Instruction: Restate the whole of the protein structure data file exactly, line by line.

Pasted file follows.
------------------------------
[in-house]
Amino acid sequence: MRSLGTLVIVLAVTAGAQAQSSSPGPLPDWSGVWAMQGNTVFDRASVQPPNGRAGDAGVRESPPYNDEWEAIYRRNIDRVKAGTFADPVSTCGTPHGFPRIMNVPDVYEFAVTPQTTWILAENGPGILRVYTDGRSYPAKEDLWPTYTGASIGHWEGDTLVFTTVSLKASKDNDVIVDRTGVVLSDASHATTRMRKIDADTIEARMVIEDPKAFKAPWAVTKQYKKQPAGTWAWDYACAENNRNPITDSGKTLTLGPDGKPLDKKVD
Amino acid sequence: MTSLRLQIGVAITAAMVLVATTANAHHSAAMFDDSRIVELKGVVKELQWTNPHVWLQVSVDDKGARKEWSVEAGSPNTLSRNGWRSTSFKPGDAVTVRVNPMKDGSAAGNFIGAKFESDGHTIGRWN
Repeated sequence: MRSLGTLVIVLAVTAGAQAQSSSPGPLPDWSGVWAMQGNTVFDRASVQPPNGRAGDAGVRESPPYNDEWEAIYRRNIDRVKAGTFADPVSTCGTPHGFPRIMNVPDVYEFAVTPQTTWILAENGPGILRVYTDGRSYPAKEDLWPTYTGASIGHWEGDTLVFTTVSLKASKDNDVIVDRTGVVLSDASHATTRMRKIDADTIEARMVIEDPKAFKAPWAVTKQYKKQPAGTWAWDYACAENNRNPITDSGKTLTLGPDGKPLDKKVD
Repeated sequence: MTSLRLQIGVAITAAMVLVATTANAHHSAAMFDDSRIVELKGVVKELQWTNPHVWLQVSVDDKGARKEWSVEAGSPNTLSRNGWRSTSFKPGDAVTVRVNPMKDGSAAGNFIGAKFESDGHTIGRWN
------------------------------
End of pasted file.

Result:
[in-house]
Amino acid sequence: MRSLGTLVIVLAVTAGAQAQSSSPGPLPDWSGVWAMQGNTVFDRASVQPPNGRAGDAGVRESPPYNDEWEAIYRRNIDRVKAGTFADPVSTCGTPHGFPRIMNVPDVYEFAVTPQTTWILAENGPGILRVYTDGRSYPAKEDLWPTYTGASIGHWEGDTLVFTTVSLKASKDNDVIVDRTGVVLSDASHATTRMRKIDADTIEARMVIEDPKAFKAPWAVTKQYKKQPAGTWAWDYACAENNRNPITDSGKTLTLGPDGKPLDKKVD
Amino acid sequence: MTSLRLQIGVAITAAMVLVATTANAHHSAAMFDDSRIVELKGVVKELQWTNPHVWLQVSVDDKGARKEWSVEAGSPNTLSRNGWRSTSFKPGDAVTVRVNPMKDGSAAGNFIGAKFESDGHTIGRWN
Repeated sequence: MRSLGTLVIVLAVTAGAQAQSSSPGPLPDWSGVWAMQGNTVFDRASVQPPNGRAGDAGVRESPPYNDEWEAIYRRNIDRVKAGTFADPVSTCGTPHGFPRIMNVPDVYEFAVTPQTTWILAENGPGILRVYTDGRSYPAKEDLWPTYTGASIGHWEGDTLVFTTVSLKASKDNDVIVDRTGVVLSDASHATTRMRKIDADTIEARMVIEDPKAFKAPWAVTKQYKKQPAGTWAWDYACAENNRNPITDSGKTLTLGPDGKPLDKKVD
Repeated sequence: MTSLRLQIGVAITAAMVLVATTANAHHSAAMFDDSRIVELKGVVKELQWTNPHVWLQVSVDDKGARKEWSVEAGSPNTLSRNGWRSTSFKPGDAVTVRVNPMKDGSAAGNFIGAKFESDGHTIGRWN